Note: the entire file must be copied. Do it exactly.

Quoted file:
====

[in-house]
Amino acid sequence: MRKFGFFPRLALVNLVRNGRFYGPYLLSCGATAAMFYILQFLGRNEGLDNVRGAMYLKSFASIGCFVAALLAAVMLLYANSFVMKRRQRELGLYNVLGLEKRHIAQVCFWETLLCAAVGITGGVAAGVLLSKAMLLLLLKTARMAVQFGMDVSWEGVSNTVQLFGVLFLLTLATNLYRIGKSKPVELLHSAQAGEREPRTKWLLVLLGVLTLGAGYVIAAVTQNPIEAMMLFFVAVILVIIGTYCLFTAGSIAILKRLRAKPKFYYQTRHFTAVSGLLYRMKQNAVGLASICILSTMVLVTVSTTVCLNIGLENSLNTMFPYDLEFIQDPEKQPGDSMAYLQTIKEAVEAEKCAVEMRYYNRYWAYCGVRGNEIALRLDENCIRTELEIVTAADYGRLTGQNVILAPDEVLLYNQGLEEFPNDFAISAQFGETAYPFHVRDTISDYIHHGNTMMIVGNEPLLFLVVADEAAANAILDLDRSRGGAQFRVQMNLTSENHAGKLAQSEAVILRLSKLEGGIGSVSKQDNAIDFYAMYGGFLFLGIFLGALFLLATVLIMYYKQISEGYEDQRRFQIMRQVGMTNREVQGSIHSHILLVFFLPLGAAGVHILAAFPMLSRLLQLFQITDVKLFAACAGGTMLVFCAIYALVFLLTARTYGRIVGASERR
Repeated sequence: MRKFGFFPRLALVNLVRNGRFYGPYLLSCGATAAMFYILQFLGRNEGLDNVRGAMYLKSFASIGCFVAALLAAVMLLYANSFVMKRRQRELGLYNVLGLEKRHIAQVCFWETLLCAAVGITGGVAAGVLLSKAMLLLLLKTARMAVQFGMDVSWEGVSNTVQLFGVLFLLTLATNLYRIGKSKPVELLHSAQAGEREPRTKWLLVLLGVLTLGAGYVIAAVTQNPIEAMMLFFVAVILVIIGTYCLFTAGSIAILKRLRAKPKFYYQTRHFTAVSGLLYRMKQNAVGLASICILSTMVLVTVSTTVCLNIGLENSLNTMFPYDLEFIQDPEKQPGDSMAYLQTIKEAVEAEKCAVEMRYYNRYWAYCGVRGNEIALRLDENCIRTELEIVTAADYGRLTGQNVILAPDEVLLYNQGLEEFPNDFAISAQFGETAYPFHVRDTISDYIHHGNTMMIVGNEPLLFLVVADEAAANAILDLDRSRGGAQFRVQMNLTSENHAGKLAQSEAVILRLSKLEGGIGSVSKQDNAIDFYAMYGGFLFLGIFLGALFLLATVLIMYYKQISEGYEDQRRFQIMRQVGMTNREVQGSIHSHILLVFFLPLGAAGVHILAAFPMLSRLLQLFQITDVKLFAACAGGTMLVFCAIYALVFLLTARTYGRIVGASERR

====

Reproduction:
[in-house]
Amino acid sequence: MRKFGFFPRLALVNLVRNGRFYGPYLLSCGATAAMFYILQFLGRNEGLDNVRGAMYLKSFASIGCFVAALLAAVMLLYANSFVMKRRQRELGLYNVLGLEKRHIAQVCFWETLLCAAVGITGGVAAGVLLSKAMLLLLLKTARMAVQFGMDVSWEGVSNTVQLFGVLFLLTLATNLYRIGKSKPVELLHSAQAGEREPRTKWLLVLLGVLTLGAGYVIAAVTQNPIEAMMLFFVAVILVIIGTYCLFTAGSIAILKRLRAKPKFYYQTRHFTAVSGLLYRMKQNAVGLASICILSTMVLVTVSTTVCLNIGLENSLNTMFPYDLEFIQDPEKQPGDSMAYLQTIKEAVEAEKCAVEMRYYNRYWAYCGVRGNEIALRLDENCIRTELEIVTAADYGRLTGQNVILAPDEVLLYNQGLEEFPNDFAISAQFGETAYPFHVRDTISDYIHHGNTMMIVGNEPLLFLVVADEAAANAILDLDRSRGGAQFRVQMNLTSENHAGKLAQSEAVILRLSKLEGGIGSVSKQDNAIDFYAMYGGFLFLGIFLGALFLLATVLIMYYKQISEGYEDQRRFQIMRQVGMTNREVQGSIHSHILLVFFLPLGAAGVHILAAFPMLSRLLQLFQITDVKLFAACAGGTMLVFCAIYALVFLLTARTYGRIVGASERR
Repeated sequence: MRKFGFFPRLALVNLVRNGRFYGPYLLSCGATAAMFYILQFLGRNEGLDNVRGAMYLKSFASIGCFVAALLAAVMLLYANSFVMKRRQRELGLYNVLGLEKRHIAQVCFWETLLCAAVGITGGVAAGVLLSKAMLLLLLKTARMAVQFGMDVSWEGVSNTVQLFGVLFLLTLATNLYRIGKSKPVELLHSAQAGEREPRTKWLLVLLGVLTLGAGYVIAAVTQNPIEAMMLFFVAVILVIIGTYCLFTAGSIAILKRLRAKPKFYYQTRHFTAVSGLLYRMKQNAVGLASICILSTMVLVTVSTTVCLNIGLENSLNTMFPYDLEFIQDPEKQPGDSMAYLQTIKEAVEAEKCAVEMRYYNRYWAYCGVRGNEIALRLDENCIRTELEIVTAADYGRLTGQNVILAPDEVLLYNQGLEEFPNDFAISAQFGETAYPFHVRDTISDYIHHGNTMMIVGNEPLLFLVVADEAAANAILDLDRSRGGAQFRVQMNLTSENHAGKLAQSEAVILRLSKLEGGIGSVSKQDNAIDFYAMYGGFLFLGIFLGALFLLATVLIMYYKQISEGYEDQRRFQIMRQVGMTNREVQGSIHSHILLVFFLPLGAAGVHILAAFPMLSRLLQLFQITDVKLFAACAGGTMLVFCAIYALVFLLTARTYGRIVGASERR